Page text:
Old School Wednesdays is a weekly Book Smuggler feature. We came up with the idea towards the end of 2012, when both Ana and Thea were feeling exhausted from the never-ending inundation of New and Shiny (and often over-hyped) books. What better way to snap out of a reading fugue than to take a mini-vacation into the past?
Logo designed by the wonderful KMont
Today, Ana continues with her attempt to READ ALL THE THINGS BY DIANA WYNNE JONES! with The Homeward Bounders and Black Maria, both really, really good additions to her keeper shelf.
“You are now a discard. We have no further use for you in play. You are free to walk the Bounds, but it will be against the rules for you to enter play in any world. If you succeed in returning Home, then you may enter play again in the normal manner.”
When Jamie unwittingly discovers the sinister, dark-cloaked Them playing games with humans’ lives, he is cast out to the boundaries of the worlds. Clinging to Their promise that if he can get Home he is free, he becomes an unwilling Random Factor in Their deadly, eternal game.
Jamie travels alone until he teams up with Helen and Joris, determined to beat Them at Their own game. But Their rules don’t allow Homeward Bounders to work together.
They are always watching and when Jamie discovers just exactly what They are doing, it is already too late. They are playing a game with all of our lives and Jamie is now a discard, a random factor, cursed to travel through worlds until he is able to go back Home once more. Years go back in which Jamie goes from despair and loneliness to creating connections with other discards – until the final confrontation against Them.
I am thinking that The Homeward Bounders (Harper Collins; first published in April 1981) is perhaps, the darkest Diana Wynne Jones book I’ve read so far. But incredibly optimist in a roundabout way? It’s complex- just as complex as the world-building, the relationships that develop between Jamie and other discards and the themes explored in the novel are. This is a story that deals with multiple aspects concerning religion, slavery, arbitrary forces influencing and/or controlling the lives of common people and free will in that context. More importantly, there is an examination of hope and how hoping can be both a positive and negative thing.
The ending is particularly heart-wrenching and it came like a punch to the gut – it’s inevitable and fits the story perfectly but oh boy, was it hard to read.
Rating: 8 – Excellent
In Cranbury-on-Sea Aunt Maria rules with a rod of sweetness far tougher than iron and deadlier than poison. Strange and awful things keep happening in Cranbury. Why are all the men apparently gray-suited zombies? Why do all the children — if you ever see them — behave like clones? And what has happened to Mig’s brother, Chris? Could gentle, civilized Aunt Maria, with her talk and daily tea parties, possibly have anything to do with it?Diana Wynne Jones once again has created a fantastic, magical world. Her brilliant storytelling and wonderful sense of humor totally involve the reader in the lives of a lovable young heroine and a villainess readers will love to hate.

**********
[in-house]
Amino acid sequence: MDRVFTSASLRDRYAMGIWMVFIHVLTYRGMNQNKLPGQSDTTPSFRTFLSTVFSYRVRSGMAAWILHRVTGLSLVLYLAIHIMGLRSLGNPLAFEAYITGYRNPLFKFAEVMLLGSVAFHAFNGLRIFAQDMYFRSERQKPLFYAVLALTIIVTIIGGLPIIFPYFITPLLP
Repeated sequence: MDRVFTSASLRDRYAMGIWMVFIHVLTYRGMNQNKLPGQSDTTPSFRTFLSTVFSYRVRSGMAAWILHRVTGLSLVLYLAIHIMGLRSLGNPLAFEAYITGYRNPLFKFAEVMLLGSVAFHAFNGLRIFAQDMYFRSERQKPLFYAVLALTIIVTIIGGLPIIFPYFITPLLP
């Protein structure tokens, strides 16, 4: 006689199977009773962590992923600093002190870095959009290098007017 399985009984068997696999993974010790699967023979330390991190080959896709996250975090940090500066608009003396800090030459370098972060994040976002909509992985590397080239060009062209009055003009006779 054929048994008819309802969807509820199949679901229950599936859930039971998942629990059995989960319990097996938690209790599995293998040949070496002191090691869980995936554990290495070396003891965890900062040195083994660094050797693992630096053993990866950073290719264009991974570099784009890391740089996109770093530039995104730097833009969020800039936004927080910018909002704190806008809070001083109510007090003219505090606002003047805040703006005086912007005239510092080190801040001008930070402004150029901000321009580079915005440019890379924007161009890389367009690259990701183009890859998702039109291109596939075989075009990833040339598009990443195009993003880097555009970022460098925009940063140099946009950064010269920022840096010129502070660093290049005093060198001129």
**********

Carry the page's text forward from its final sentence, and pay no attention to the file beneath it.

After her father dies in a car accident, Mig’s family go to visit Aunt Maria over the Easter Holidays in the small town of Cranbury-on-Sea. Soon after their arrival, Aunt Maria starts to show a manipulative side that only Mig and her brother Chris seem to notice. More than that, they see that there are other weird happenings all around them: all the men in town behave like zombies, and the women orbit Aunt Maria, coming every day for tea and cakes – and perhaps more sinister things.
One of the things I like the most about Diana Wynne Jones’ books is how they always surprise me. Take Black Maria (Also published as “Aunt Maria“; Harper Collins, first published in 1991) for example. There I was reading what seemed like a book about a young girl named Mig and her insufferable elderly great-aunt Maria. Until it became a book about a very sinister woman, about a town beholden to magic, with a story that offers a powerful examination of gender roles at its core and as if those weren’t enough, THERE IS ALSO TIME TRAVEL. Mig’s narrative – her autobiography as a budding novelist – is perhaps the best thing about the book. Funny and astute, questioning and thoughtful, Mig is a great, pro-active heroine. She keenly observes and investigates what is going on in Cranbury-on-Sea and the unveiling of its mysteries kept me turning the pages as fast as I could.
Rating: 8 – Excellent